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3. Frank Robinson

Frank Robinson was the first player to win the MVP Award in both leagues, and while he was a major force in the Baltimore Orioles push to their first World Series Title, he was actually a better player during the ten seasons he was a Cincinnati Red.

Our Top 50 All-Time Cincinnati Reds are now up

Again, did we ever say this would be fast?

We here at Notinhalloffame.com have completed our next all-time top 50, this time that of the Cincinnati Reds.

As for all of our top 50 players in baseball we look at the following:

  1. 1. Sabremetric tallies while with that team, mostly WAR.
  1. 2. Traditional metrics and how they finished in their respective league overall.
  1. 3. Playoff accomplishment.
  1. 4. Their overall impact on the team and other intangibles not reflected in a stat sheet.

Remember, this is ONLY based on what a player does on that particular team and not what he accomplished elsewhere and also note that we have placed an increased importance on the first two categories.

Saying all of that, as.

The complete list can be found here, but as always we announce our top five in our news. They are:

  1. 1. Pete Rose
  1. 2. Johnny Bench
  1. 3. Frank Robinson
  1. 4. Joe Morgan
  1. 5. Barry Larkin

This is a solid top five with four Hall of Famers and one who should be.

So which team is up next?

We go back to the ice and look at the top 50 Dallas Stars of all time.

Look for that in a couple of months.

As always, we here at Notinhalloffame.com thank you for your support.

RIP: Frank Robinson

It is a tragic day in the world of Major League Baseball as Hall of Fame legend Frank Robinson passed away today at the age of 83.

Robinson would debut with the Cincinnati Reds in 1956 where he was named the National League Rookie of the Year and was the league leader in Runs Scored.  Robinson could do it all, hit for average, power and was good with his glove.  In his ten seasons with the Reds, Robinson would lead the NL in Slugging three times, was a six time All Star and was the 1961 National League MVP.

He was traded to the Baltimore Orioles where in his first season there (1966) he would blast a career high 49 Home Runs and would sweep the Slash Line and win the American League MVP making him the first player to win the MVP in both the NL and AL. He would also take the Orioles to their first World Series win since the relocation from St. Louis.  Robinson would again take the Orioles to a World Series win in 1970.  He would finish his playing career with the Los Angeles Dodgers, California Angels and Cleveland Indians.  He would finish with 2,943 Hits and 586 Home Runs.

In 1975, while he was still playing for the Indians, he would become the first African-American Manager.  Robinson would later manage the San Francisco Giants (1981-84), Baltimore Orioles (1988-89) and Montreal Expos/Washington Nationals (2002-06).   

He would be inducted into the Baseball Hall of Fame in 1982 on his first year of eligibility.  The Indians, Reds and Orioles have all retired his #20 and all three franchises have a bronze statue erected in his honor at their respective stadiums.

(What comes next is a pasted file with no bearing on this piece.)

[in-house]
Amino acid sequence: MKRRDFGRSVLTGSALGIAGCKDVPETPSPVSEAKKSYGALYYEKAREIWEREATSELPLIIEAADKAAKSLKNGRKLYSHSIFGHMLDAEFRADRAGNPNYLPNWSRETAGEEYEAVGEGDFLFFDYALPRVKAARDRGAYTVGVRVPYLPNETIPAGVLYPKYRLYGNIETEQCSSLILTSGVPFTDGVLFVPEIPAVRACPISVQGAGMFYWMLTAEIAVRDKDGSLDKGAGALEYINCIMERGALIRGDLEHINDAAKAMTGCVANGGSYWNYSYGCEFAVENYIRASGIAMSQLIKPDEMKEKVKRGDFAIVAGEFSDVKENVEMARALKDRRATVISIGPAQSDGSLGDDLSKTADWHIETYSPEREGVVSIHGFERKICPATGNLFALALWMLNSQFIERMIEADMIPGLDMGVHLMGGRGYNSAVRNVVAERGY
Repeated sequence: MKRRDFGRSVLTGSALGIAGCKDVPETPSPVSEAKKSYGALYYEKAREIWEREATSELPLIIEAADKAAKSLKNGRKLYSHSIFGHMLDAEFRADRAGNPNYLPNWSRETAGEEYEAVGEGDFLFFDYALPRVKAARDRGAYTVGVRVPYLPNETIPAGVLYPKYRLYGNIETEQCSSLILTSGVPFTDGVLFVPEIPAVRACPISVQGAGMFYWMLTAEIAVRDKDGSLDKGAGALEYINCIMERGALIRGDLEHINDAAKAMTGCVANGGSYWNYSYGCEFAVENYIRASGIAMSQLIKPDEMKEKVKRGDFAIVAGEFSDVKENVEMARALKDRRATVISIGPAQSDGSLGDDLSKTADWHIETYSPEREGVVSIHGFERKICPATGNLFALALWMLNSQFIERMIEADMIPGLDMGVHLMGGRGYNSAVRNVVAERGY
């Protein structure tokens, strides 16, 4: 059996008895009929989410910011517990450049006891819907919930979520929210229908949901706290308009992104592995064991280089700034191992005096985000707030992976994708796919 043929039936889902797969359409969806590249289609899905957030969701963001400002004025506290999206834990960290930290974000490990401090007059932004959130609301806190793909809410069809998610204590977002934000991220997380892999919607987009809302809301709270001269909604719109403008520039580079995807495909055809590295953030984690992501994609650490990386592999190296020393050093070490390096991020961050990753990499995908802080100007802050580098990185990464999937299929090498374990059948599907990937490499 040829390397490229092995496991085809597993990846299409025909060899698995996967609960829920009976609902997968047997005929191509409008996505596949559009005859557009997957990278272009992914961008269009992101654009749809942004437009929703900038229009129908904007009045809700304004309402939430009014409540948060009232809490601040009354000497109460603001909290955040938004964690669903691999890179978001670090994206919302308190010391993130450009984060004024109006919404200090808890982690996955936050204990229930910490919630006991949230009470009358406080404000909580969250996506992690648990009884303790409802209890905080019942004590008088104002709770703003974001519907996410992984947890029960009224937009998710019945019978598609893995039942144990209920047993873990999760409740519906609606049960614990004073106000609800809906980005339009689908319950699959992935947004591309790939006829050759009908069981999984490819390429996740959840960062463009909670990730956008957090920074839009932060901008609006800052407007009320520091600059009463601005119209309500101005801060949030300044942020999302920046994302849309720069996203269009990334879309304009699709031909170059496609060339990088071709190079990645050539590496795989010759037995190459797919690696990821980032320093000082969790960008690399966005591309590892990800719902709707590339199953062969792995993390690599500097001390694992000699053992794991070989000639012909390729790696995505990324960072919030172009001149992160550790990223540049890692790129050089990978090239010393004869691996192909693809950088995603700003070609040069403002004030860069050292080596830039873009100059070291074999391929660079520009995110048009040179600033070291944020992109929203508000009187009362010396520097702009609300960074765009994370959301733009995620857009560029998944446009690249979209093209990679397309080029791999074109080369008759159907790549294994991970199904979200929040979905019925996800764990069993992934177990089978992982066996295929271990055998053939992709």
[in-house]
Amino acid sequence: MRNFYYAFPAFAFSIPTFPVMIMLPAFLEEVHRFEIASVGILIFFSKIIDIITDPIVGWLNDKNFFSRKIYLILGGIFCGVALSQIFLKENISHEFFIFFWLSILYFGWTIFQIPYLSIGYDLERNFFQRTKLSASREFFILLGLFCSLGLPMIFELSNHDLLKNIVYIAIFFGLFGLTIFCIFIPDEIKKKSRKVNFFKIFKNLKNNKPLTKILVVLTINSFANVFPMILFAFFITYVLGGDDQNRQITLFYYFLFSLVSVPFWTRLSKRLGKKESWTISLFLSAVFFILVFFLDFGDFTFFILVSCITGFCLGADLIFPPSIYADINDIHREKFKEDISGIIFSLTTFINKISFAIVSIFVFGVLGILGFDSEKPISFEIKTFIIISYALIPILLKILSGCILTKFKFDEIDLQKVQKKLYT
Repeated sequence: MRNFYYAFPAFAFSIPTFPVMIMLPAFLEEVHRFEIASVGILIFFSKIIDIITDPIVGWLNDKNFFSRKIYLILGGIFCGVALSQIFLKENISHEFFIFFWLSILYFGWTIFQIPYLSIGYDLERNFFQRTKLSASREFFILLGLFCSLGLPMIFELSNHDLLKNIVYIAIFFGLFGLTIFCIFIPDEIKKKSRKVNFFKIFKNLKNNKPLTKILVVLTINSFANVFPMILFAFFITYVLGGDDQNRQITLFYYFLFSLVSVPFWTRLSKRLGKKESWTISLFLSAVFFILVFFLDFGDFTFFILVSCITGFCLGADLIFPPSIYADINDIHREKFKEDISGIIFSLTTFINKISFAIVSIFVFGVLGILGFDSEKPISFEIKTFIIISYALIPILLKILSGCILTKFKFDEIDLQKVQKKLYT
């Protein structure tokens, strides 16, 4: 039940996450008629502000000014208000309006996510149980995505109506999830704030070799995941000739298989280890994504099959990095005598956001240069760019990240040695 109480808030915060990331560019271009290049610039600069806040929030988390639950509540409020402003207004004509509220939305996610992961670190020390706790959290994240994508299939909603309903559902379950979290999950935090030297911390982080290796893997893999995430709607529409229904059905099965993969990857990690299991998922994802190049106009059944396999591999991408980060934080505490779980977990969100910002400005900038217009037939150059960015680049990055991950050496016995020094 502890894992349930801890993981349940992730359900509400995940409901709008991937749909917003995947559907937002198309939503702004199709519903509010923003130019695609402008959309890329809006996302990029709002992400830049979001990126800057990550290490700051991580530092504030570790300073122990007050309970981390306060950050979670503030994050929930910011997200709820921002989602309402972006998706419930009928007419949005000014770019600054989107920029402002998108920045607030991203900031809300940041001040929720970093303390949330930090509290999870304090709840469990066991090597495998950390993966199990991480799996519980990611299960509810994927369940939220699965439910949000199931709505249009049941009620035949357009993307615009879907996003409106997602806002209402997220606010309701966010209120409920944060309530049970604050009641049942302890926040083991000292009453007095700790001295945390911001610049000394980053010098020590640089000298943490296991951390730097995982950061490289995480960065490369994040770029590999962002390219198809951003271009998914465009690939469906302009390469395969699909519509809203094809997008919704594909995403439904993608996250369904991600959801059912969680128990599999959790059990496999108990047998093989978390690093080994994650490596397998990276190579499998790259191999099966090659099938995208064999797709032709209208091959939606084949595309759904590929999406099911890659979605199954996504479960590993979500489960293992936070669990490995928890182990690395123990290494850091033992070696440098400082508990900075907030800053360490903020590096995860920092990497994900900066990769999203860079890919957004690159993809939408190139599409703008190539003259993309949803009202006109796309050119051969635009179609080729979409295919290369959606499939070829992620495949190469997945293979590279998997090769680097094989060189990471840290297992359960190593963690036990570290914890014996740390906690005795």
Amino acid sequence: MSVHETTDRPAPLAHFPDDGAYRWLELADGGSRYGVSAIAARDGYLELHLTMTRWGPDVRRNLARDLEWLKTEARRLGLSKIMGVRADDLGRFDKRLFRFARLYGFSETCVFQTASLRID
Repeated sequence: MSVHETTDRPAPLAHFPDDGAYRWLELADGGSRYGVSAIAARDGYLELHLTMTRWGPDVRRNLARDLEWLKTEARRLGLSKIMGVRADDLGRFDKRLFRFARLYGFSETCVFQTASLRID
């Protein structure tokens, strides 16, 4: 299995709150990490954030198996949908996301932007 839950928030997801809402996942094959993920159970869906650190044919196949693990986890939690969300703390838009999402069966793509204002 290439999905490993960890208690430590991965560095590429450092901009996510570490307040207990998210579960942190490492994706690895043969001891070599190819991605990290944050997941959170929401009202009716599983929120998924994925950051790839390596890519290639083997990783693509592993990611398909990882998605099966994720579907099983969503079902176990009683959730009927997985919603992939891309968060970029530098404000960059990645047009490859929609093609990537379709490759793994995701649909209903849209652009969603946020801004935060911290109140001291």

We here at Notinhalloffame.com would like to extend our condolences to the friends, family and fans of Frank Robinson.

Our All-Time Top 50 Baltimore Orioles are now up

Yes, we know that this is taking a while!

As many of you know, we here at Notinhalloffame.com are slowly generating the 50 of each major North American sports team.  We have a new one to unveil today, that of the Baltimore Orioles. 

The Baltimore Orioles were formed as a charter member of the American League in 1901, when they were the Milwaukee Brewers.  That only lasted one year, as they relocated to St. louis as the Browns.  While in St. Louis, the Browns had limited success, having only won one Pennant (1944), but fortunes changed when they relocated to Baltimore in 1954 and became the Orioles.

With a trade that brought them Frank Robinson, the Orioles won the World Series in 1966, and with a starting rotation based around Jim Palmer, the O’s won it again in 1970.  A young Cal Ripken Jr. would lead them to their third World Series in 1983, which is to date their last title.

As for all of our top 50 players in baseball we look at the following: 

1.  Advanced Statistics.

2.  Traditional statistics and how they finished in the American League.

3.  Playoff accomplishments.

4.  Their overall impact on the team and other intangibles not reflected in a stat sheet.

Remember, this is ONLY based on what a player does on that particular team and not what he accomplished elsewhere and also note that we have placed an increased importance on the first two categories.

This list is updated up until the end of the 2019 Season.

The complete list can be found here, but as always we announce our top five in this article.  They are:

1. Cal Ripken Jr.

2. Jim Palmer

3. Brooks Robinson

4. George Sisler

5. Eddie Murray

We will continue our adjustments on our existing lists and will continue developing our new lists.  

Look for our more material coming soon!

As always we thank you for your support.

7. Frank Robinson

Before the 1966 season, Frank Robinson was traded to Baltimore from the Cincinnati Reds.  With Cincinnati, Robinson was a Rookie of the Year, MVP, and had five 30 Home Run seasons.  Despite this success, the Reds owner, Bill DeWitt, engineered trading him to Baltimore for Jack Baldschun, Milt Pappas, and Dick Simpson.  DeWitt defended his decision, calling Robinson an "old 30."  The legendary outfielder would respond with the greatest season of his career and put the Orioles on the map for good.

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